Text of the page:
By Jack Hummel
Radio: 92.1 FM WVLT Saturdays noon to 2 p.m.
U.S. Army: RA13815980
Google all columns at jackhummelblog
Bridgeton Police bicycle patrol was at the library five times today making sure everything was OK, and it was.
It’s called presence.
Which reminds us of a couple of weeks ago while waiting at the Dunkin’ Donuts, a ne’r do well drunk started to go between the driver’s side of our car and the window.
Who does that?
The hand immediately went up to stop.
Now what if a woman was alone waiting for food. It would scare her to death. This guy was in no shape to do anything to man, but “Stop right there!” upset him.
And he started to yell that he just wanted to talk to the window guy, and that he had stopped when I protested, so bleep me.
The window guy apparently knew him, so maybe he gives him something besides liquor.
“Oh, that’s Bridgeton!” you shake your head.
No, it’s just life the way we’ve made it.
You poor, poor people who don’t know what is going on with Melissa Helmbrecht Keppeler in Bridgeton.
We told you to follow and things could happen that you’ve never imagined.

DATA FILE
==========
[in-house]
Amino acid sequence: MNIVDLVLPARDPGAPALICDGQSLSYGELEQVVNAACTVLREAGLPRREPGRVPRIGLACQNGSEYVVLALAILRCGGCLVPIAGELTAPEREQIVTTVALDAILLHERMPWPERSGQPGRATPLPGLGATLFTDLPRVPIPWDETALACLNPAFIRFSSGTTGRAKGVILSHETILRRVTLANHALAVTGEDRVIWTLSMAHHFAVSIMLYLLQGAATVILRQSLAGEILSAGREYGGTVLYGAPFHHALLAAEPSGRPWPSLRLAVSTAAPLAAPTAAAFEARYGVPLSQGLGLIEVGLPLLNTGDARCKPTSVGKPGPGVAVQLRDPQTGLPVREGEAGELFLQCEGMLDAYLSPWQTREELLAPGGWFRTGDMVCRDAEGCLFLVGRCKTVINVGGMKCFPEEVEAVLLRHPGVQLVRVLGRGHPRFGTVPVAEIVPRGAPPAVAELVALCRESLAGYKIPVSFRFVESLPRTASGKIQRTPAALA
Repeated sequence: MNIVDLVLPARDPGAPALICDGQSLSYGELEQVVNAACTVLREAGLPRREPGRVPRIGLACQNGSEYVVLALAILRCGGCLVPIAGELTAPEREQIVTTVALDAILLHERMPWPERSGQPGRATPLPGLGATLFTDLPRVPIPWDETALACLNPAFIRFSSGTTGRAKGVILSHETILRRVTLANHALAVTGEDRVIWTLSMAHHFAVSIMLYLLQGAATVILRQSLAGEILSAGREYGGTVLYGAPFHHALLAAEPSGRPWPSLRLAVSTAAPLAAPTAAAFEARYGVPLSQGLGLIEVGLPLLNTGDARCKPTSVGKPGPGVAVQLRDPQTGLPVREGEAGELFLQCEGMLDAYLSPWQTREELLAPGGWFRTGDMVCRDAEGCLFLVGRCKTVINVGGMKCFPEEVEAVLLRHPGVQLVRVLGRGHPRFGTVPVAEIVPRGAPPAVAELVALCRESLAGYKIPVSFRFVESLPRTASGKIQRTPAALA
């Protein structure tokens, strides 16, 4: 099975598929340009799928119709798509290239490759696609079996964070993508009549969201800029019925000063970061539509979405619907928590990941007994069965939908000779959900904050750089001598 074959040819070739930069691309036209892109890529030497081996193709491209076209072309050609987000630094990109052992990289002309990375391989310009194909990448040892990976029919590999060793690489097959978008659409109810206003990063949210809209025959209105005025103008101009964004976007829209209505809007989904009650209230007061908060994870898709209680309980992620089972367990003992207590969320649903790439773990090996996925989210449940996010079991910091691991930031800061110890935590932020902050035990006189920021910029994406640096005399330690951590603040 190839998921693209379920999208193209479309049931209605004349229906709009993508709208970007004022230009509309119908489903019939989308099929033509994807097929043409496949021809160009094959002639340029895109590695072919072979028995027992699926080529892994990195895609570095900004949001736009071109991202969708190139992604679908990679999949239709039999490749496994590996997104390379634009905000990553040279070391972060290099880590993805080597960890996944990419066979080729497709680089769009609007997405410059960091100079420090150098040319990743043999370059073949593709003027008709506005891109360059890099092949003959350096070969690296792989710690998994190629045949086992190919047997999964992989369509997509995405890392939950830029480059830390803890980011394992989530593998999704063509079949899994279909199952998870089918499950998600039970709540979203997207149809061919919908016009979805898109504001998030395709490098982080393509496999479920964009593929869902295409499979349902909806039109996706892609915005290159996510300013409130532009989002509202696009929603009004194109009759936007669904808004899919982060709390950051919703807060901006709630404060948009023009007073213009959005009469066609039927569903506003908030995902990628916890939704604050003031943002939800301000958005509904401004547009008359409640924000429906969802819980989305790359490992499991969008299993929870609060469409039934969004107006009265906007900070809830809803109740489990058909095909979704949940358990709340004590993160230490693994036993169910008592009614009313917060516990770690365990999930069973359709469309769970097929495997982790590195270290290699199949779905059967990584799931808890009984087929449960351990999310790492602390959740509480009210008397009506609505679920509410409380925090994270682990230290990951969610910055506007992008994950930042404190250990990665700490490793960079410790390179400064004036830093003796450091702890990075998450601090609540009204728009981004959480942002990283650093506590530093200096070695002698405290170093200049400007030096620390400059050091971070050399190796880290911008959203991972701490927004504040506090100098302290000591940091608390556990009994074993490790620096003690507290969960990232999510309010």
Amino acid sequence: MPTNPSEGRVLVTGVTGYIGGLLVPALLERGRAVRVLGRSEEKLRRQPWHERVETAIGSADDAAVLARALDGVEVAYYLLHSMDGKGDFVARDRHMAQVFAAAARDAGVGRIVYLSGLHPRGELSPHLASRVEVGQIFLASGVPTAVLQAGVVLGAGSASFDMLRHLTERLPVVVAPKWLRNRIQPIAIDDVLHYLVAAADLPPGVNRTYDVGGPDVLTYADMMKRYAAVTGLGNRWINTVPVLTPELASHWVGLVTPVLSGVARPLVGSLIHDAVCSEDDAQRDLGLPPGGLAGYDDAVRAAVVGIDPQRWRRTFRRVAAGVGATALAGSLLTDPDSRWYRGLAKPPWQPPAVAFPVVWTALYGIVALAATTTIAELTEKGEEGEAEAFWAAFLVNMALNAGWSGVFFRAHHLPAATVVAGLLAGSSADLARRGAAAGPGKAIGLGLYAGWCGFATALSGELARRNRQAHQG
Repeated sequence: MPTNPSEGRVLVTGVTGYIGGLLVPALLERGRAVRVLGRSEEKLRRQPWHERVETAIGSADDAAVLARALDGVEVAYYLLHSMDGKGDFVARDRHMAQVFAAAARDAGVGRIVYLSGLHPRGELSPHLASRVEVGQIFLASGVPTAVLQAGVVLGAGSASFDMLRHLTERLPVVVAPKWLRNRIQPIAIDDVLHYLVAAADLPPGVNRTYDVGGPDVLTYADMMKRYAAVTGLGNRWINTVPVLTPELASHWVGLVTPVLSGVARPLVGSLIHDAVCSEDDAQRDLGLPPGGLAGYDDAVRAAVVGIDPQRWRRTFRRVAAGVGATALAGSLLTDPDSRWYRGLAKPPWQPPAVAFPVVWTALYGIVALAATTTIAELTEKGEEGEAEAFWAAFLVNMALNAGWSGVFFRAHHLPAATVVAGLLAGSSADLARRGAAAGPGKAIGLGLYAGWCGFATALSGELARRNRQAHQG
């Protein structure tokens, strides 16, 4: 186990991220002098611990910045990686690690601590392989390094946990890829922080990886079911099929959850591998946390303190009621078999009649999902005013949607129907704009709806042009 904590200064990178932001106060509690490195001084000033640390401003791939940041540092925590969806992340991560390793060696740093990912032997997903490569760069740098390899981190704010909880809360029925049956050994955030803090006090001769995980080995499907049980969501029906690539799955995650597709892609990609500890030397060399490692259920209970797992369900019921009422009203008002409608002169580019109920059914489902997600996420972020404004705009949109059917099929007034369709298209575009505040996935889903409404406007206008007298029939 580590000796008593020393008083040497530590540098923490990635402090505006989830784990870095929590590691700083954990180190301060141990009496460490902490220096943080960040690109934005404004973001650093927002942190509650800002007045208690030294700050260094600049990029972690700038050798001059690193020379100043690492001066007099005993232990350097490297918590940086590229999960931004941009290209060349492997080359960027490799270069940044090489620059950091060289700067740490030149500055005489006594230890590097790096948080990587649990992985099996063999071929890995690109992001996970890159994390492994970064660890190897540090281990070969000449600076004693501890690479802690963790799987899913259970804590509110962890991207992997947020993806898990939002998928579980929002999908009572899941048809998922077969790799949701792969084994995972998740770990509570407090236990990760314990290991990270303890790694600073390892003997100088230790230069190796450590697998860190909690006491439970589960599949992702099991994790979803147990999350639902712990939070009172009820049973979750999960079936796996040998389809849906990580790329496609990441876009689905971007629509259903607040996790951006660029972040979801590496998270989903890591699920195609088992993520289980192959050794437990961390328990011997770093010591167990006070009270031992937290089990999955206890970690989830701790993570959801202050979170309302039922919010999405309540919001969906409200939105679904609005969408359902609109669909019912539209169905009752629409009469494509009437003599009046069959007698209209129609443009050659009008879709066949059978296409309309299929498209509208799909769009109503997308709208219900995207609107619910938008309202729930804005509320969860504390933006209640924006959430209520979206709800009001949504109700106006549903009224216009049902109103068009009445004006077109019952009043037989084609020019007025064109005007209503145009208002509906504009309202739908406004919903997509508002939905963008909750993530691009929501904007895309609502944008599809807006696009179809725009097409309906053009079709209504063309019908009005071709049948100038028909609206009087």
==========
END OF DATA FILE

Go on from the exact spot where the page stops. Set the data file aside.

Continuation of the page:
She would have been on 92.1 FM with us today, but she was in Trenton for the foster kids scholarship kickoff where 53 full rides to college were handed out.
Bill Waterman got 23 Bridgeton High students full rides to college. He was recognized in front of the dean of the college.
First Star, the program Melissa brought here so foster children could experience life at college during a summer camp on campus, received 30 free rides to college.
That’s 53 kids going to college.
And this is just the tip of the iceberg. Just the beginning of the money train.
Rain that hits the ground!
Melissa and her band of CASA employees have moved into the second floor of the Ashley-McCormick building.
With as many street traffickers as county workers that would been on the third floor of that proposed library on Laurel Street.
When is the last time 25 people moved into downtown Bridgeton?
Have we doubled the workforce downtown?
“Just wondering what ever happened to the Halloween tour of Cumberland County graveyards.
“I believe it was sponsored by the county Historical Society. It was a huge hit and sold out early.
“I always wanted to go on it, but I was working. I really wish they’d bring it back.”
— Eileen Tedesco Bennett
We’ll take you.
Would you believe I’ve never heard of it?
Was it supposed to be scary? We know a graveyard we can visit at noon and see everything you don’t want to see going on.